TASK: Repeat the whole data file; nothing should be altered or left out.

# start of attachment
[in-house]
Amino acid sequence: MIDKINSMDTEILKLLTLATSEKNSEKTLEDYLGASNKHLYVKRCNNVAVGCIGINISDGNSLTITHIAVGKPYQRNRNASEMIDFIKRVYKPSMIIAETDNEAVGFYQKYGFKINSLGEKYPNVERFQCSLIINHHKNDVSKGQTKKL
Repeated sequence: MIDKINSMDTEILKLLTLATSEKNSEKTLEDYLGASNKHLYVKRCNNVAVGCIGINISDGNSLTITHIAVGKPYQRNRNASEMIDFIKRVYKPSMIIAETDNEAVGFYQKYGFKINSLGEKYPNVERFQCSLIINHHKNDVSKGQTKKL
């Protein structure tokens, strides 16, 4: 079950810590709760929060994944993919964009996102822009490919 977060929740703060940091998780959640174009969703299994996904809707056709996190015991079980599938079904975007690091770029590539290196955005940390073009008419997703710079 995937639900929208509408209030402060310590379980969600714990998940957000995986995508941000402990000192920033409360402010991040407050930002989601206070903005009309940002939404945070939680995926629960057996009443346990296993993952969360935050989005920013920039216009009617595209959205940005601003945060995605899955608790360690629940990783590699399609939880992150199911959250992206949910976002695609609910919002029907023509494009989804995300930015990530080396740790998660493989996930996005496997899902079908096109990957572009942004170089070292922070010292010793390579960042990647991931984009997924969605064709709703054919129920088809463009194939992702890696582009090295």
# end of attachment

[in-house]
Amino acid sequence: MIDKINSMDTEILKLLTLATSEKNSEKTLEDYLGASNKHLYVKRCNNVAVGCIGINISDGNSLTITHIAVGKPYQRNRNASEMIDFIKRVYKPSMIIAETDNEAVGFYQKYGFKINSLGEKYPNVERFQCSLIINHHKNDVSKGQTKKL
Repeated sequence: MIDKINSMDTEILKLLTLATSEKNSEKTLEDYLGASNKHLYVKRCNNVAVGCIGINISDGNSLTITHIAVGKPYQRNRNASEMIDFIKRVYKPSMIIAETDNEAVGFYQKYGFKINSLGEKYPNVERFQCSLIINHHKNDVSKGQTKKL
């Protein structure tokens, strides 16, 4: 079950810590709760929060994944993919964009996102822009490919 977060929740703060940091998780959640174009969703299994996904809707056709996190015991079980599938079904975007690091770029590539290196955005940390073009008419997703710079 995937639900929208509408209030402060310590379980969600714990998940957000995986995508941000402990000192920033409360402010991040407050930002989601206070903005009309940002939404945070939680995926629960057996009443346990296993993952969360935050989005920013920039216009009617595209959205940005601003945060995605899955608790360690629940990783590699399609939880992150199911959250992206949910976002695609609910919002029907023509494009989804995300930015990530080396740790998660493989996930996005496997899902079908096109990957572009942004170089070292922070010292010793390579960042990647991931984009997924969605064709709703054919129920088809463009194939992702890696582009090295």